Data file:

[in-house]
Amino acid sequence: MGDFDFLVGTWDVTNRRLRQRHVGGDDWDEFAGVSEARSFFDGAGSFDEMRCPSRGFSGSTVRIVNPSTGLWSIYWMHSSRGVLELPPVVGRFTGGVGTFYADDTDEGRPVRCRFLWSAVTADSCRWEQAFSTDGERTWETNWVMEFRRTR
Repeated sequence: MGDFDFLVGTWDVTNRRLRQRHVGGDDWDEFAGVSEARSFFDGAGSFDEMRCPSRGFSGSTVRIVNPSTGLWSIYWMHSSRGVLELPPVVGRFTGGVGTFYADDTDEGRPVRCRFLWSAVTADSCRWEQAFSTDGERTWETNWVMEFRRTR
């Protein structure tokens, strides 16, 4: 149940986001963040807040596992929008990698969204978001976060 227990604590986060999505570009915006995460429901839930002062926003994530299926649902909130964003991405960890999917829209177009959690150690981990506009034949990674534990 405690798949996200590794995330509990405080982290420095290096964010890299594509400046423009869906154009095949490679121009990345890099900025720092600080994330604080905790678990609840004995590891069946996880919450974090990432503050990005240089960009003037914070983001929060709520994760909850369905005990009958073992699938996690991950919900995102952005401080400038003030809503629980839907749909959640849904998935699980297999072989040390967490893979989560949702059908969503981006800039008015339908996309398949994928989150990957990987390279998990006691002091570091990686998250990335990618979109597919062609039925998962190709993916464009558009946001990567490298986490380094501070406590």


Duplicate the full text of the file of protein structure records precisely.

[in-house]
Amino acid sequence: MGDFDFLVGTWDVTNRRLRQRHVGGDDWDEFAGVSEARSFFDGAGSFDEMRCPSRGFSGSTVRIVNPSTGLWSIYWMHSSRGVLELPPVVGRFTGGVGTFYADDTDEGRPVRCRFLWSAVTADSCRWEQAFSTDGERTWETNWVMEFRRTR
Repeated sequence: MGDFDFLVGTWDVTNRRLRQRHVGGDDWDEFAGVSEARSFFDGAGSFDEMRCPSRGFSGSTVRIVNPSTGLWSIYWMHSSRGVLELPPVVGRFTGGVGTFYADDTDEGRPVRCRFLWSAVTADSCRWEQAFSTDGERTWETNWVMEFRRTR
């Protein structure tokens, strides 16, 4: 149940986001963040807040596992929008990698969204978001976060 227990604590986060999505570009915006995460429901839930002062926003994530299926649902909130964003991405960890999917829209177009959690150690981990506009034949990674534990 405690798949996200590794995330509990405080982290420095290096964010890299594509400046423009869906154009095949490679121009990345890099900025720092600080994330604080905790678990609840004995590891069946996880919450974090990432503050990005240089960009003037914070983001929060709520994760909850369905005990009958073992699938996690991950919900995102952005401080400038003030809503629980839907749909959640849904998935699980297999072989040390967490893979989560949702059908969503981006800039008015339908996309398949994928989150990957990987390279998990006691002091570091990686998250990335990618979109597919062609039925998962190709993916464009558009946001990567490298986490380094501070406590």